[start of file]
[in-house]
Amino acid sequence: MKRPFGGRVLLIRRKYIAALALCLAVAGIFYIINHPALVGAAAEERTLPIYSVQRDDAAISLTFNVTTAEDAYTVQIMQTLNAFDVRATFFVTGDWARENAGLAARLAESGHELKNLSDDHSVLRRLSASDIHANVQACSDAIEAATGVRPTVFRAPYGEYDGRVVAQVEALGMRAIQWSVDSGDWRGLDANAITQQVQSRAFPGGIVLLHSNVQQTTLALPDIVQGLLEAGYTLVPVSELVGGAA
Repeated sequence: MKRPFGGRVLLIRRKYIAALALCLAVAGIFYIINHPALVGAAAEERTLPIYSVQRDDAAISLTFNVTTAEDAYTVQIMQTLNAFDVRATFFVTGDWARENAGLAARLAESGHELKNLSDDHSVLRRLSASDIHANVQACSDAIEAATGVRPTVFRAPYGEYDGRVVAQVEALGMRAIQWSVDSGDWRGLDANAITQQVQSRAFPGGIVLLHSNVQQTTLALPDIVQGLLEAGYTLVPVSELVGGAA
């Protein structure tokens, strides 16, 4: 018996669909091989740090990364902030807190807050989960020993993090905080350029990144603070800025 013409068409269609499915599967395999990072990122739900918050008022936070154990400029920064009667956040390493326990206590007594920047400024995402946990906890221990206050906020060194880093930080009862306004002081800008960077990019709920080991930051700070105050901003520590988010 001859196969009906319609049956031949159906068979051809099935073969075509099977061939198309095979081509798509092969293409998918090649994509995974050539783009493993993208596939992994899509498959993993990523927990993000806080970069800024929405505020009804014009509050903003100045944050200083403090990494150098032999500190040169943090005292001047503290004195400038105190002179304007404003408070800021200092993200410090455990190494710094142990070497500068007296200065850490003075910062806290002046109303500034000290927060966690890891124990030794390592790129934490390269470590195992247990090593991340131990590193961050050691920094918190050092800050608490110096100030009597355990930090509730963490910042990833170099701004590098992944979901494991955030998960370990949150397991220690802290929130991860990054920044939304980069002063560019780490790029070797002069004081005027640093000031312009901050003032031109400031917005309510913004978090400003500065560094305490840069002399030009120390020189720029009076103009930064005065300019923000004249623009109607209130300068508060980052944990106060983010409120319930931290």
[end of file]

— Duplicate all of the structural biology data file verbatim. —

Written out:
[in-house]
Amino acid sequence: MKRPFGGRVLLIRRKYIAALALCLAVAGIFYIINHPALVGAAAEERTLPIYSVQRDDAAISLTFNVTTAEDAYTVQIMQTLNAFDVRATFFVTGDWARENAGLAARLAESGHELKNLSDDHSVLRRLSASDIHANVQACSDAIEAATGVRPTVFRAPYGEYDGRVVAQVEALGMRAIQWSVDSGDWRGLDANAITQQVQSRAFPGGIVLLHSNVQQTTLALPDIVQGLLEAGYTLVPVSELVGGAA
Repeated sequence: MKRPFGGRVLLIRRKYIAALALCLAVAGIFYIINHPALVGAAAEERTLPIYSVQRDDAAISLTFNVTTAEDAYTVQIMQTLNAFDVRATFFVTGDWARENAGLAARLAESGHELKNLSDDHSVLRRLSASDIHANVQACSDAIEAATGVRPTVFRAPYGEYDGRVVAQVEALGMRAIQWSVDSGDWRGLDANAITQQVQSRAFPGGIVLLHSNVQQTTLALPDIVQGLLEAGYTLVPVSELVGGAA
């Protein structure tokens, strides 16, 4: 018996669909091989740090990364902030807190807050989960020993993090905080350029990144603070800025 013409068409269609499915599967395999990072990122739900918050008022936070154990400029920064009667956040390493326990206590007594920047400024995402946990906890221990206050906020060194880093930080009862306004002081800008960077990019709920080991930051700070105050901003520590988010 001859196969009906319609049956031949159906068979051809099935073969075509099977061939198309095979081509798509092969293409998918090649994509995974050539783009493993993208596939992994899509498959993993990523927990993000806080970069800024929405505020009804014009509050903003100045944050200083403090990494150098032999500190040169943090005292001047503290004195400038105190002179304007404003408070800021200092993200410090455990190494710094142990070497500068007296200065850490003075910062806290002046109303500034000290927060966690890891124990030794390592790129934490390269470590195992247990090593991340131990590193961050050691920094918190050092800050608490110096100030009597355990930090509730963490910042990833170099701004590098992944979901494991955030998960370990949150397991220690802290929130991860990054920044939304980069002063560019780490790029070797002069004081005027640093000031312009901050003032031109400031917005309510913004978090400003500065560094305490840069002399030009120390020189720029009076103009930064005065300019923000004249623009109607209130300068508060980052944990106060983010409120319930931290």